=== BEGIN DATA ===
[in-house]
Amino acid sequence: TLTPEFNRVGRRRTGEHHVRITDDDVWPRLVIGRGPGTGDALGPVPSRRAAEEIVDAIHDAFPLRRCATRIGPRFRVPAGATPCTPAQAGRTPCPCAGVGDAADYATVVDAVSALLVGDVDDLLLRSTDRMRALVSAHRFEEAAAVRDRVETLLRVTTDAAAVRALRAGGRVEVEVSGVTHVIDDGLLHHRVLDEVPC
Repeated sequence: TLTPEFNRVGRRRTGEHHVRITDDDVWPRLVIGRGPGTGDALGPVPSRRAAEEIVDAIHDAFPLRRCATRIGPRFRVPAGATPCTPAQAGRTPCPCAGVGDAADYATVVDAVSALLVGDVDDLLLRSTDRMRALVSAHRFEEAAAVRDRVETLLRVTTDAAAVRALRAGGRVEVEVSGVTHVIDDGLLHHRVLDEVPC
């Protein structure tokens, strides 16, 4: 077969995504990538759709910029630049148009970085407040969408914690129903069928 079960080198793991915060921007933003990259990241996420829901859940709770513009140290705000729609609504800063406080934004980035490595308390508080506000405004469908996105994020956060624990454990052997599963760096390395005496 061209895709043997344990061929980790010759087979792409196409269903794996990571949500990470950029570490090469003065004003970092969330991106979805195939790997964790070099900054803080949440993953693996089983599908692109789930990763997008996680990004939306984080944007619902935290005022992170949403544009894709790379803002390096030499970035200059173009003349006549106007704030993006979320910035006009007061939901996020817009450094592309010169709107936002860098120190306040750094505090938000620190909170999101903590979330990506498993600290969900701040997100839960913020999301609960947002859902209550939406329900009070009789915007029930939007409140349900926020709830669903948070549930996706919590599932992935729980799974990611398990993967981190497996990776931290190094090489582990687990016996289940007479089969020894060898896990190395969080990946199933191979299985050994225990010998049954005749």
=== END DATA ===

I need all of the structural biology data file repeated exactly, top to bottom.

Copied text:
[in-house]
Amino acid sequence: TLTPEFNRVGRRRTGEHHVRITDDDVWPRLVIGRGPGTGDALGPVPSRRAAEEIVDAIHDAFPLRRCATRIGPRFRVPAGATPCTPAQAGRTPCPCAGVGDAADYATVVDAVSALLVGDVDDLLLRSTDRMRALVSAHRFEEAAAVRDRVETLLRVTTDAAAVRALRAGGRVEVEVSGVTHVIDDGLLHHRVLDEVPC
Repeated sequence: TLTPEFNRVGRRRTGEHHVRITDDDVWPRLVIGRGPGTGDALGPVPSRRAAEEIVDAIHDAFPLRRCATRIGPRFRVPAGATPCTPAQAGRTPCPCAGVGDAADYATVVDAVSALLVGDVDDLLLRSTDRMRALVSAHRFEEAAAVRDRVETLLRVTTDAAAVRALRAGGRVEVEVSGVTHVIDDGLLHHRVLDEVPC
């Protein structure tokens, strides 16, 4: 077969995504990538759709910029630049148009970085407040969408914690129903069928 079960080198793991915060921007933003990259990241996420829901859940709770513009140290705000729609609504800063406080934004980035490595308390508080506000405004469908996105994020956060624990454990052997599963760096390395005496 061209895709043997344990061929980790010759087979792409196409269903794996990571949500990470950029570490090469003065004003970092969330991106979805195939790997964790070099900054803080949440993953693996089983599908692109789930990763997008996680990004939306984080944007619902935290005022992170949403544009894709790379803002390096030499970035200059173009003349006549106007704030993006979320910035006009007061939901996020817009450094592309010169709107936002860098120190306040750094505090938000620190909170999101903590979330990506498993600290969900701040997100839960913020999301609960947002859902209550939406329900009070009789915007029930939007409140349900926020709830669903948070549930996706919590599932992935729980799974990611398990993967981190497996990776931290190094090489582990687990016996289940007479089969020894060898896990190395969080990946199933191979299985050994225990010998049954005749």